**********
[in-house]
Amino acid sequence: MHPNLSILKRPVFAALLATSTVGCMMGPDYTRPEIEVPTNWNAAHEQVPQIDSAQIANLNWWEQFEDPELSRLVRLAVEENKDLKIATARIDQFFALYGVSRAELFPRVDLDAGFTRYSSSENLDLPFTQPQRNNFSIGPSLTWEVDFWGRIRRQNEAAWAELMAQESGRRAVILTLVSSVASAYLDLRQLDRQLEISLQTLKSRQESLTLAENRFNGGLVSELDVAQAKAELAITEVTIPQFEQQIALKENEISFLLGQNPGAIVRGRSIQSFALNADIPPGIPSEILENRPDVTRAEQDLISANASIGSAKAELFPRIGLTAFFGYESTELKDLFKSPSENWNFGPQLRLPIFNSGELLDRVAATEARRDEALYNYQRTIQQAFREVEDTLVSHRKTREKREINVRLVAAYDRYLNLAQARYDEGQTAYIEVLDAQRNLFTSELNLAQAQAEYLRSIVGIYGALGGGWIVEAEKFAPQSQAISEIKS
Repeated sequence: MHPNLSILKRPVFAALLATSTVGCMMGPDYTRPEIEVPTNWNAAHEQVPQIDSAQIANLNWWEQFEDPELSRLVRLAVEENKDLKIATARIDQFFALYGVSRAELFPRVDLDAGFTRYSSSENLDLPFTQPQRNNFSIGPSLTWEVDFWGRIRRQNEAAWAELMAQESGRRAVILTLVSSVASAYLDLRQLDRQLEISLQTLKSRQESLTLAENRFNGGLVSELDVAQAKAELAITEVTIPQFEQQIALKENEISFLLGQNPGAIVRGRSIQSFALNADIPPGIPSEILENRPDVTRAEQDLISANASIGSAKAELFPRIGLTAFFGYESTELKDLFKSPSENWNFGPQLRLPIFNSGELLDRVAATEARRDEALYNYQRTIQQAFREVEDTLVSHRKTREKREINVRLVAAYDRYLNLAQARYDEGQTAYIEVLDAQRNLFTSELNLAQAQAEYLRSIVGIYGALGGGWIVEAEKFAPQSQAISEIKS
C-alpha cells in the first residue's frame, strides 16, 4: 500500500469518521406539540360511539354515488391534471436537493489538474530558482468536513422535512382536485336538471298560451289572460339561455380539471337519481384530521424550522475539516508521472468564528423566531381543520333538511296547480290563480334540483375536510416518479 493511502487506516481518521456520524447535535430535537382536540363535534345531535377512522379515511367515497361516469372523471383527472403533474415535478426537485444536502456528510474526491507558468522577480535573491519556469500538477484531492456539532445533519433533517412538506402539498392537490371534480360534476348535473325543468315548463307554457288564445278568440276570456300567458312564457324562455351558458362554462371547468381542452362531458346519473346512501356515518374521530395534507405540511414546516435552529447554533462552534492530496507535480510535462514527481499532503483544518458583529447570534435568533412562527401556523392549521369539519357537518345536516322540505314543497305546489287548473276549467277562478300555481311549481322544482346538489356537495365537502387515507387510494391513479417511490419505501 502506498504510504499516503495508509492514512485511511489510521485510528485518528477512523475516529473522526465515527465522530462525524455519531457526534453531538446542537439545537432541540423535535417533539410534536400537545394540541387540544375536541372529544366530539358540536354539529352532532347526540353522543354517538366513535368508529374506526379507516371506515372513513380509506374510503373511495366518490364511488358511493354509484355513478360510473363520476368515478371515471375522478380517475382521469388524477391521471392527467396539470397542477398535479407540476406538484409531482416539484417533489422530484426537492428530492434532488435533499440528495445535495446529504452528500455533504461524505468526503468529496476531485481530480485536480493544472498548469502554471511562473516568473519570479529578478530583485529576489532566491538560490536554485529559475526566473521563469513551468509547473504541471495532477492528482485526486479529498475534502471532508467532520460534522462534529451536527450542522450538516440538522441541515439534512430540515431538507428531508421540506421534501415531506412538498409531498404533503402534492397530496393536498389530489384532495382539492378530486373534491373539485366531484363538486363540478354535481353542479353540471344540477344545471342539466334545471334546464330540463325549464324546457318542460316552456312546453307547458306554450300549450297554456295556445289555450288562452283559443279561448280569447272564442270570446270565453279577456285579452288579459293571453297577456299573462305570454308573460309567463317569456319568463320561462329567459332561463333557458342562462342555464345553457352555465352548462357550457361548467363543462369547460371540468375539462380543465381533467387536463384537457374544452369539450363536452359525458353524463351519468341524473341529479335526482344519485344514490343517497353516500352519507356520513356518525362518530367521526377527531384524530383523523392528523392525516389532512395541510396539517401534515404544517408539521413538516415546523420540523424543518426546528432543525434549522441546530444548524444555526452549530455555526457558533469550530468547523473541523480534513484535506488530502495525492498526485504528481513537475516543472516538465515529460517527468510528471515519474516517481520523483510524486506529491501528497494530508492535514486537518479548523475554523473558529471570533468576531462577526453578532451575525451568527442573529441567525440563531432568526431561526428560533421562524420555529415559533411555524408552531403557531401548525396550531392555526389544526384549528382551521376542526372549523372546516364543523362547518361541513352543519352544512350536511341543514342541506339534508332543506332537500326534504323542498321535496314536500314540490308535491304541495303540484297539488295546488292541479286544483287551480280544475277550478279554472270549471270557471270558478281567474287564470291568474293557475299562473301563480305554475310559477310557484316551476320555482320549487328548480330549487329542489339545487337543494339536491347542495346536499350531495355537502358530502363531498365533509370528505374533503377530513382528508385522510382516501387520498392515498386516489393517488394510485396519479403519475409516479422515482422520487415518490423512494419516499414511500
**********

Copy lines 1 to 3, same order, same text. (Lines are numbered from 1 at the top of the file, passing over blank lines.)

[in-house]
Amino acid sequence: MHPNLSILKRPVFAALLATSTVGCMMGPDYTRPEIEVPTNWNAAHEQVPQIDSAQIANLNWWEQFEDPELSRLVRLAVEENKDLKIATARIDQFFALYGVSRAELFPRVDLDAGFTRYSSSENLDLPFTQPQRNNFSIGPSLTWEVDFWGRIRRQNEAAWAELMAQESGRRAVILTLVSSVASAYLDLRQLDRQLEISLQTLKSRQESLTLAENRFNGGLVSELDVAQAKAELAITEVTIPQFEQQIALKENEISFLLGQNPGAIVRGRSIQSFALNADIPPGIPSEILENRPDVTRAEQDLISANASIGSAKAELFPRIGLTAFFGYESTELKDLFKSPSENWNFGPQLRLPIFNSGELLDRVAATEARRDEALYNYQRTIQQAFREVEDTLVSHRKTREKREINVRLVAAYDRYLNLAQARYDEGQTAYIEVLDAQRNLFTSELNLAQAQAEYLRSIVGIYGALGGGWIVEAEKFAPQSQAISEIKS
Repeated sequence: MHPNLSILKRPVFAALLATSTVGCMMGPDYTRPEIEVPTNWNAAHEQVPQIDSAQIANLNWWEQFEDPELSRLVRLAVEENKDLKIATARIDQFFALYGVSRAELFPRVDLDAGFTRYSSSENLDLPFTQPQRNNFSIGPSLTWEVDFWGRIRRQNEAAWAELMAQESGRRAVILTLVSSVASAYLDLRQLDRQLEISLQTLKSRQESLTLAENRFNGGLVSELDVAQAKAELAITEVTIPQFEQQIALKENEISFLLGQNPGAIVRGRSIQSFALNADIPPGIPSEILENRPDVTRAEQDLISANASIGSAKAELFPRIGLTAFFGYESTELKDLFKSPSENWNFGPQLRLPIFNSGELLDRVAATEARRDEALYNYQRTIQQAFREVEDTLVSHRKTREKREINVRLVAAYDRYLNLAQARYDEGQTAYIEVLDAQRNLFTSELNLAQAQAEYLRSIVGIYGALGGGWIVEAEKFAPQSQAISEIKS